CORAL GABLES, Fla. (AP) — She’s been president of two major universities. She served as President Bill Clinton’s Health and Human Services secretary for eight years. Now, at age 77, Donna Shalala is embarking on a new adventure: a Democratic run for the U.S. House.
The Miami-area District 27 seat, long occupied by retiring moderate Republican Rep. Ileana Ros-Lehtinen, is viewed as one of the best chances nationwide for a Democratic pickup in the party’s quest to win House control from the GOP.
Hillary Clinton topped President Donald Trump by about 20 percentage points in the district in 2016, even as voters re-elected Ros-Lehtinen.
Shalala faces a field of four other candidates in Tuesday’s primary, including a state lawmaker who has been gaining on her in the fundraising chase but who lacks her name recognition. Awaiting the Democratic winner will be one of nine Republicans, including a former city councilwoman who claims she was abducted by space aliens as a child.
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Asked why she chose to take this fresh path after such a long career, Shalala said: “What I decided in my mind was that I wasn’t finished with public service. I wanted to take a shot.”
Shalala, former president of both the University of Miami and the University of Wisconsin, is banking that her experience is seen as an asset by voters. The Democratic candidates take similar positions on most key issues — tackling climate change, reducing gun violence, improving health care, overhauling immigration — but none of the others can match Shalala’s lengthy record or familiar name.
“Our theme is basically, ready on day one,” she said in a recent interview. “That sends a message to them as well.”
Most polls have Shalala well ahead. Still, her top primary challenger, state Rep. David Richardson, raised three times more campaign cash than she did in the most recent quarter. Richardson, who in 2012 became Florida’s first openly gay legislator, is running as a progressive who says he will bring “responsible and forward-thinking solutions” to Congress.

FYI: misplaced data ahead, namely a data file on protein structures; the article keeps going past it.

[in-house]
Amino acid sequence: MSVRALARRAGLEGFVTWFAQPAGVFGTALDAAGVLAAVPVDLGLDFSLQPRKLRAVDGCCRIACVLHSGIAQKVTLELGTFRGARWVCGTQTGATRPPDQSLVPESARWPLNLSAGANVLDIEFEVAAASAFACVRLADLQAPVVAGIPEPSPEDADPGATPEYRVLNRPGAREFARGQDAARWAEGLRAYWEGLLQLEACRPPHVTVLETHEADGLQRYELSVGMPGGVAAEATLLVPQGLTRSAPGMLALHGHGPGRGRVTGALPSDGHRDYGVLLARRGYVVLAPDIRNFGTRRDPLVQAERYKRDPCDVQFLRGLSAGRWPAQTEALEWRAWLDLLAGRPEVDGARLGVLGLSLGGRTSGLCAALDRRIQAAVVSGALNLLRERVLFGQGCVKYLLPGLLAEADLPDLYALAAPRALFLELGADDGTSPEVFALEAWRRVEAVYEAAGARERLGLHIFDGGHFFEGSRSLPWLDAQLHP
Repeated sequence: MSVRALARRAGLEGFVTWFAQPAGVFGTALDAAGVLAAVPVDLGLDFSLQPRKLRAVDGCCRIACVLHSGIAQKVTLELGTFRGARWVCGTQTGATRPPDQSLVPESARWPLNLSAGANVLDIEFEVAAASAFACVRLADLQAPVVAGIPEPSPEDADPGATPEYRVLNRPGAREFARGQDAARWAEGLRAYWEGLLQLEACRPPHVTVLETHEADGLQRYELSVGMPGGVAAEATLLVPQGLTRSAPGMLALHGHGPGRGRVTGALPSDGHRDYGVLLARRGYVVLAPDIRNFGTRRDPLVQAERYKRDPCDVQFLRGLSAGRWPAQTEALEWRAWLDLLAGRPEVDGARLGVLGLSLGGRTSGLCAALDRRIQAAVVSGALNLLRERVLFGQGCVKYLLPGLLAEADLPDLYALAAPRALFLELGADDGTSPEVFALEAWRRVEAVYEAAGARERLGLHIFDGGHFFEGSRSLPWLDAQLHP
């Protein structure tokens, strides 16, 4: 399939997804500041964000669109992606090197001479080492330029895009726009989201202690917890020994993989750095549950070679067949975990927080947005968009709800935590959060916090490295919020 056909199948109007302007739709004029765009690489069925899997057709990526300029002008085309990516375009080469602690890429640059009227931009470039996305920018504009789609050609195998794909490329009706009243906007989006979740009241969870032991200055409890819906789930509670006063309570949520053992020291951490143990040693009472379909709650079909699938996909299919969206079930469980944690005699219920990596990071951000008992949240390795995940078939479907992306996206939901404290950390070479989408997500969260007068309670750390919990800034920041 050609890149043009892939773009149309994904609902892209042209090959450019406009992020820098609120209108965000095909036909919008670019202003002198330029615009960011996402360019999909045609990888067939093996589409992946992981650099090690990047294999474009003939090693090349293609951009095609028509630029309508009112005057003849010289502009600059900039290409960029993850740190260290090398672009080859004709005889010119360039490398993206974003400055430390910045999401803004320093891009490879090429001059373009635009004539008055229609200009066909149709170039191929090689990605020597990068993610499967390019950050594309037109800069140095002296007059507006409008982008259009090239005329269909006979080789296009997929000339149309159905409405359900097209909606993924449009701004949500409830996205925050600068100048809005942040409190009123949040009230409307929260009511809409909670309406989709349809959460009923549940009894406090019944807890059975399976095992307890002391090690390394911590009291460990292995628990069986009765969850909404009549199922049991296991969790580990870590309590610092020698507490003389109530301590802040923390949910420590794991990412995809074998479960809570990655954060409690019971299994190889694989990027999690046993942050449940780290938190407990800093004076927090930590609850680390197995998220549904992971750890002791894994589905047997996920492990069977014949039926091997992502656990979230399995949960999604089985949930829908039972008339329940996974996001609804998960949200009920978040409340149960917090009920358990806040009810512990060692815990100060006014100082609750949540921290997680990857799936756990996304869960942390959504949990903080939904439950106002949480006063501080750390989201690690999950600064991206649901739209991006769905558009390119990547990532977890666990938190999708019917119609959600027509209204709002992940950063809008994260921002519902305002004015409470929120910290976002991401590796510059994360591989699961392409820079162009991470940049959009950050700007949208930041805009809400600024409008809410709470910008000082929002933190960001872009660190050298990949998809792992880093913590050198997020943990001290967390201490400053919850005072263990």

Another Democrat, former Miami Herald reporter and Knight Foundation program director Matt Haggman, has been running ads attempting to make Shalala’s longevity into a negative.
“Donna Shalala, she’s had her chance,” Haggman says in one TV spot. “It’s time for a new day.”
Shalala brushed off these challenges. “It’s about what you can do for your community,” she said.
As for the fundraising, Shalala noted that even after Richardson’s surge she had about $157,000 more cash on hand in the last quarter.
“We have more than any other candidate. I’ve got no problem there,” she said.
The Republican side is harder to handicap. Spanish-language television journalist Maria Elvira Salazar has raised the most money, while former Miami-Dade County Commissioner Bruno Barreiro has more experience. Both have well-known names, especially among Hispanic voters.
Yet in recent days attention has been on former Doral councilwoman Bettina Rodriguez Aguilera, a Cuba native who was endorsed by the Miami Herald for the GOP nomination despite her past claims that she was abducted by space aliens at age 7 and has communicated with them telepathically.
“It has nothing to do with me being in Congress,” she said in an interview. “It’s a non-issue.”
Shalala said she’s confident Democrats will flip the seat from the GOP no matter which Republican is nominated. Part of the reason, she said, is strong Democratic voter enthusiasm traceable to their opposition to the Trump presidency.
“There’s no question about it. In all their experience, Trump is their worst nightmare,” she said.
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